Soon I will be feeling fine and soon the birds will feel great also! I took these pictures of the Eastern Bluebirds and Northern Cardinals from my yards back in July. Please click on the thumbnail image to see the larger picture. As always, enjoy!
Please click on the thumbnail image to see the larger picture. Enjoy!
These Northern Cardinals are beautiful females. I snapped these pictures in my yard and in neighboring yards on July 9, 2013. The female Northern Cardinals are a reddish-brown with orange beaks and that reddish-orange-brown signature top-knot crest. These are two different birds but they do live just across the street from each other. These lovely birds are cheery and sing clear musical notes.
The Cardinals like to eat fruits, berries, seeds, nuts and the occasional small bit of insect. They usually can be seen hunting on the ground or perched in thick shrubbery or among thick tree leaves. Unlike the bright-red males, the female Cardinals are much less easily spotted. I enjoy seeing and hearing these songbirds here. Please click on the thumbnail image to see the larger picture. Enjoy!
I spent the last week having a truly fine time visiting with my family in sunny California and attended a niece’s wedding there. I am back home in FL now, and will again be blogging regularly.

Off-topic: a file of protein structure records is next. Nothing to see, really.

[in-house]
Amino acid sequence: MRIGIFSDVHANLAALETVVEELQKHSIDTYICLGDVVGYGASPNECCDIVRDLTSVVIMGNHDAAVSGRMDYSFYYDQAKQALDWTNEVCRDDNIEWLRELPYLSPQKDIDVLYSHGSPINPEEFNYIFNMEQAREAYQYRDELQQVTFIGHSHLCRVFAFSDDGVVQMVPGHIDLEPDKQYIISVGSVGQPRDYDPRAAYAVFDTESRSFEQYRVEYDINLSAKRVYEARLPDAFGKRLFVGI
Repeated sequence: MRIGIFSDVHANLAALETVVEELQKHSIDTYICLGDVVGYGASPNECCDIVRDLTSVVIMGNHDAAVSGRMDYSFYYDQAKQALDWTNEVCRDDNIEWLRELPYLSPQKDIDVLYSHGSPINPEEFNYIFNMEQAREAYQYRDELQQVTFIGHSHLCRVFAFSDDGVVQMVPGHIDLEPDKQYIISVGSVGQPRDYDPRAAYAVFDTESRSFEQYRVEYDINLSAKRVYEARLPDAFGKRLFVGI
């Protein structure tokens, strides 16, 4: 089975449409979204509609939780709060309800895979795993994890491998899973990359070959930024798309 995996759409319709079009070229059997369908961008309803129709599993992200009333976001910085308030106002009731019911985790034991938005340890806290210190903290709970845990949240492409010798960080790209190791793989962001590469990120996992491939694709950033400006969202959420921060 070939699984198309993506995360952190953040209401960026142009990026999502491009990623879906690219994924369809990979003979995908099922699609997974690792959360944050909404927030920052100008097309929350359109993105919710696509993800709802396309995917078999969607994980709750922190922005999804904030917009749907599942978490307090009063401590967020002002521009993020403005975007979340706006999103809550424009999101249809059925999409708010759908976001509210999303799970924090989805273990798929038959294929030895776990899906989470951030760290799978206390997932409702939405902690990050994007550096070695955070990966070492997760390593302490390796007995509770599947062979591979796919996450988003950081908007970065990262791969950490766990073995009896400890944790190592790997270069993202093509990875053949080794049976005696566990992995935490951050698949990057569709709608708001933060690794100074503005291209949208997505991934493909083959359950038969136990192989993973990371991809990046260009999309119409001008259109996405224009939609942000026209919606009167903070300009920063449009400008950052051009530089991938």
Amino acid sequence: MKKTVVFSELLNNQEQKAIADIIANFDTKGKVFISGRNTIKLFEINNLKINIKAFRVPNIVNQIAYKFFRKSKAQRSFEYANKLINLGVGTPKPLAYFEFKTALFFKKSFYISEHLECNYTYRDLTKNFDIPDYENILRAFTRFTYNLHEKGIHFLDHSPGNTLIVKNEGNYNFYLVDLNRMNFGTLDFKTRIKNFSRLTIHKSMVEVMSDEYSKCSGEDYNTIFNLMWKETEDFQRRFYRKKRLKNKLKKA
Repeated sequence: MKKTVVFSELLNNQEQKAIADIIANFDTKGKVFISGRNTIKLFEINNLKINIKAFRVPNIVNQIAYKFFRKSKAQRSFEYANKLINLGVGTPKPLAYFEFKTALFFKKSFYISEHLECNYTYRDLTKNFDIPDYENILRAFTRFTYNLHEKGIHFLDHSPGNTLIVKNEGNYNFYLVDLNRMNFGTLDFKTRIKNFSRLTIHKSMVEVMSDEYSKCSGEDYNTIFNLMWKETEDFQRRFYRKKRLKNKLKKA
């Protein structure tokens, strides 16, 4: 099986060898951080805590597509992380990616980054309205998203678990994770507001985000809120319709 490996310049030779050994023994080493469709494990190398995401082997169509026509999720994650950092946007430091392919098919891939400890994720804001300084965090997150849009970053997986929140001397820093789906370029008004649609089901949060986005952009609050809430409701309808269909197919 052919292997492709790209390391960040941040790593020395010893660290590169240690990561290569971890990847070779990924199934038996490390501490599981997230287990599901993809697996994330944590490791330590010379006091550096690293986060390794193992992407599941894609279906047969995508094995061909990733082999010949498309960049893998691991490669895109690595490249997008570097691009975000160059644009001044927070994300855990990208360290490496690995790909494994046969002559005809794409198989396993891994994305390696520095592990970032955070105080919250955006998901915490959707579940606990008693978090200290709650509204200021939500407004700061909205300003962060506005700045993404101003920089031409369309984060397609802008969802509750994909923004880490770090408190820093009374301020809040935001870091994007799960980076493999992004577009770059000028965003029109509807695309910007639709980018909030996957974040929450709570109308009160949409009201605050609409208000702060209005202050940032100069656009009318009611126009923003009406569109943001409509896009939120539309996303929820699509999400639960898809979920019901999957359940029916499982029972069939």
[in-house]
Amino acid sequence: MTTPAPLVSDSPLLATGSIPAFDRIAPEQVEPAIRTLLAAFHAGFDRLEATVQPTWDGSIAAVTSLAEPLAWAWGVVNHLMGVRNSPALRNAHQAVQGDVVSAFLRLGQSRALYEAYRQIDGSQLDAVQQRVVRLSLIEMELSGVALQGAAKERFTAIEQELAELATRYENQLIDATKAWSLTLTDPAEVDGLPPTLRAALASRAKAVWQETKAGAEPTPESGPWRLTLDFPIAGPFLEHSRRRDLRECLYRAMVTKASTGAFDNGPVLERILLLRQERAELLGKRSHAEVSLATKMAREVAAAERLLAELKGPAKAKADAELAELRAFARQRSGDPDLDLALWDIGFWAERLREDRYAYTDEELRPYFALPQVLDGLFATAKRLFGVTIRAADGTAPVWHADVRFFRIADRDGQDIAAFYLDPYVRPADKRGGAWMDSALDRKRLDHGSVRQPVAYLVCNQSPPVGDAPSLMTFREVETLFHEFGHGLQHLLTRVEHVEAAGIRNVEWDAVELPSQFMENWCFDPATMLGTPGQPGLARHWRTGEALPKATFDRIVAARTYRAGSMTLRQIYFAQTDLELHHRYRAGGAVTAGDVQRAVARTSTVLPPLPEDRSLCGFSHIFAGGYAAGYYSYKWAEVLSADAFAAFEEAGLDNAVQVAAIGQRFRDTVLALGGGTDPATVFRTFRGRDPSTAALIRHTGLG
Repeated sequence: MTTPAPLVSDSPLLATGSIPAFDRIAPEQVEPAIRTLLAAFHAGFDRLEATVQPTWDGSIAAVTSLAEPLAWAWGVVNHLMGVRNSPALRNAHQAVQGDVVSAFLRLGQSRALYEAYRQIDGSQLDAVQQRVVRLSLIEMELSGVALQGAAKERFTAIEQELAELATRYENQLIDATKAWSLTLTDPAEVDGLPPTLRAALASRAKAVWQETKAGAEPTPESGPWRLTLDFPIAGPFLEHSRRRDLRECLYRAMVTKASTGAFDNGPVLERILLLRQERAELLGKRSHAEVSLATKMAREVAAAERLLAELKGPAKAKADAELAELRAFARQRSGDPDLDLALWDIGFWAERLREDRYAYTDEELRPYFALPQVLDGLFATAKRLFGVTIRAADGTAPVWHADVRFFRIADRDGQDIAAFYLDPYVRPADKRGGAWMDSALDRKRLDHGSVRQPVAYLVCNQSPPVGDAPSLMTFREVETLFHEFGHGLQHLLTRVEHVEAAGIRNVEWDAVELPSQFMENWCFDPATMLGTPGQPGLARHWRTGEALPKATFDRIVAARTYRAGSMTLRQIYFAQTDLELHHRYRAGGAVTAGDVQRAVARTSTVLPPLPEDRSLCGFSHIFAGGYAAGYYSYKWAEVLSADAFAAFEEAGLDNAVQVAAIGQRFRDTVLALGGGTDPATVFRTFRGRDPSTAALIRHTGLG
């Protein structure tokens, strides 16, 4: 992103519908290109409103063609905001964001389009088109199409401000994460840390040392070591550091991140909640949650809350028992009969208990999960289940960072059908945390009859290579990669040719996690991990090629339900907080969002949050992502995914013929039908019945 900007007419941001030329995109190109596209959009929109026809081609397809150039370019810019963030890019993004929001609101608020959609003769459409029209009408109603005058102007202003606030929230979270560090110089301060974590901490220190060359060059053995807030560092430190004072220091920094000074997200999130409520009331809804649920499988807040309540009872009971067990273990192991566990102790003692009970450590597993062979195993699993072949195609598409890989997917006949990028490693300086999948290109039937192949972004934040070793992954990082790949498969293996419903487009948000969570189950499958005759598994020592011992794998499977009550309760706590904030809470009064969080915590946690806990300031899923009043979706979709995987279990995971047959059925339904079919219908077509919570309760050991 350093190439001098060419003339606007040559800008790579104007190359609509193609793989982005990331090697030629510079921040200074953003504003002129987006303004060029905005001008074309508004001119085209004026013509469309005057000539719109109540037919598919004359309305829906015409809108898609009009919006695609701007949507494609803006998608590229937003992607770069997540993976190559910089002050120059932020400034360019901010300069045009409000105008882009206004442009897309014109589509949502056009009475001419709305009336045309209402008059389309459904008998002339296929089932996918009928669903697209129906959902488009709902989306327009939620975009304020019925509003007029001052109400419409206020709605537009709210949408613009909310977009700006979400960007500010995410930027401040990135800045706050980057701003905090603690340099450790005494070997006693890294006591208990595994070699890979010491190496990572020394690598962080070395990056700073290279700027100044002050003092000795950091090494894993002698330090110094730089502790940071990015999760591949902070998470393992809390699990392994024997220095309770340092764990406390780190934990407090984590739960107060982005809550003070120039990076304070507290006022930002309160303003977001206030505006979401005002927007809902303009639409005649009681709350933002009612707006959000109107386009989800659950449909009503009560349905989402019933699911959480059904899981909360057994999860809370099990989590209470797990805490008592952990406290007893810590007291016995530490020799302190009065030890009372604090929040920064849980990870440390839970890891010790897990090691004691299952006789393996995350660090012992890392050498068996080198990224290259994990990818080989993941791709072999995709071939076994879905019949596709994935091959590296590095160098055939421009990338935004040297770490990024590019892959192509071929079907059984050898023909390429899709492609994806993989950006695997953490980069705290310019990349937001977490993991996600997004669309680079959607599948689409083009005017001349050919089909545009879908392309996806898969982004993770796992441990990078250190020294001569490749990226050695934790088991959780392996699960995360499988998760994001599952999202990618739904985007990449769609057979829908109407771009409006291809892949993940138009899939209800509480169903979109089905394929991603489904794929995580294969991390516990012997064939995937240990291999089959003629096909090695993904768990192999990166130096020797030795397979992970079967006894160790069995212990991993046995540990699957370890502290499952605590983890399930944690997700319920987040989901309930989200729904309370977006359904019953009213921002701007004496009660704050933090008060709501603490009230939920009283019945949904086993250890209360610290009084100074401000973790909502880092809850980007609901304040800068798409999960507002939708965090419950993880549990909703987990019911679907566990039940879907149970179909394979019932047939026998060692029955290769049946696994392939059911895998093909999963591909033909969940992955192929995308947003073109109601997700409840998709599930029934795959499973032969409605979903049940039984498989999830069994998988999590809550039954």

This male Northern Cardinal was flitting around several trees in both my back and front yards on Easter morning. It was very loudly singing a song that I am not familiar with. Apparently birds in different regions may sing a slightly varied dialect. That is my anecdotal experience, anyway. This bird was high up in the trees when I was trying to find it. The trees are now almost fully leafed out, so that made the picture-taking harder because the bird was sitting behind leaves and was in deep shade. I ended up having to snap the pictures from almost right under the bird.
The Northern Cardinal female was nowhere to be seen or heard on that day. Maybe the song was a love song and the bird was trying to find a lady friend? Who can say? Northern Cardinals eat insects, fruits and berries mostly. The females are a red-brown with an orange-red bill and the familiar Cardinal top-knot crest. I took these pictures in my yards on March 31, 2013. Please click on the thumbnail image to see the larger picture. Enjoy!
A Carolina Chickadee, Northern Cardinal, and House Finch were among the birds that were out and about for a short time yesterday. The weather was grey and nearly cold. We had a short period of rain so the air was misty when I took these pictures in my yard. I also saw the Red-bellied Woodpecker and a flock of Mourning Doves but they were camera shy and fled before I could get the camera focused and snap their picture. Oh well. I took these pictures on November 6, 2012. Please click on the thumbnail image to see the larger photo. Enjoy!
Male Northern Cardinal
Female House Finch